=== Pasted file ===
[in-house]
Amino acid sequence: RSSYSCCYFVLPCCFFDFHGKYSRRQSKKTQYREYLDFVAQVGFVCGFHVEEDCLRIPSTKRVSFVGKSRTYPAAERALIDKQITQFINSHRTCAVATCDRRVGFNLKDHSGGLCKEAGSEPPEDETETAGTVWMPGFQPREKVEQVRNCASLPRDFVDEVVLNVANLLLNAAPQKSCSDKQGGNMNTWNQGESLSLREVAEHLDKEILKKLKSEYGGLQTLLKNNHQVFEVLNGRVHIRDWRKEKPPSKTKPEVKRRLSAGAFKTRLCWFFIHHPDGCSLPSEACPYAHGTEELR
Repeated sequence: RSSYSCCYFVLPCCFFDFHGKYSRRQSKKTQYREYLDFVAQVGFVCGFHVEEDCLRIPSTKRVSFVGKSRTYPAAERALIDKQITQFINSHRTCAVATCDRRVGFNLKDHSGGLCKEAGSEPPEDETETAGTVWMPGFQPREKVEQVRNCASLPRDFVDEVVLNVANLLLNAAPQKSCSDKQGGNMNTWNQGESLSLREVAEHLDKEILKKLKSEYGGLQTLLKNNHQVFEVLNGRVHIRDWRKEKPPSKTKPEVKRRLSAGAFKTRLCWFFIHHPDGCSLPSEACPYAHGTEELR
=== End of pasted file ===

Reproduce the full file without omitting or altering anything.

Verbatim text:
[in-house]
Amino acid sequence: RSSYSCCYFVLPCCFFDFHGKYSRRQSKKTQYREYLDFVAQVGFVCGFHVEEDCLRIPSTKRVSFVGKSRTYPAAERALIDKQITQFINSHRTCAVATCDRRVGFNLKDHSGGLCKEAGSEPPEDETETAGTVWMPGFQPREKVEQVRNCASLPRDFVDEVVLNVANLLLNAAPQKSCSDKQGGNMNTWNQGESLSLREVAEHLDKEILKKLKSEYGGLQTLLKNNHQVFEVLNGRVHIRDWRKEKPPSKTKPEVKRRLSAGAFKTRLCWFFIHHPDGCSLPSEACPYAHGTEELR
Repeated sequence: RSSYSCCYFVLPCCFFDFHGKYSRRQSKKTQYREYLDFVAQVGFVCGFHVEEDCLRIPSTKRVSFVGKSRTYPAAERALIDKQITQFINSHRTCAVATCDRRVGFNLKDHSGGLCKEAGSEPPEDETETAGTVWMPGFQPREKVEQVRNCASLPRDFVDEVVLNVANLLLNAAPQKSCSDKQGGNMNTWNQGESLSLREVAEHLDKEILKKLKSEYGGLQTLLKNNHQVFEVLNGRVHIRDWRKEKPPSKTKPEVKRRLSAGAFKTRLCWFFIHHPDGCSLPSEACPYAHGTEELR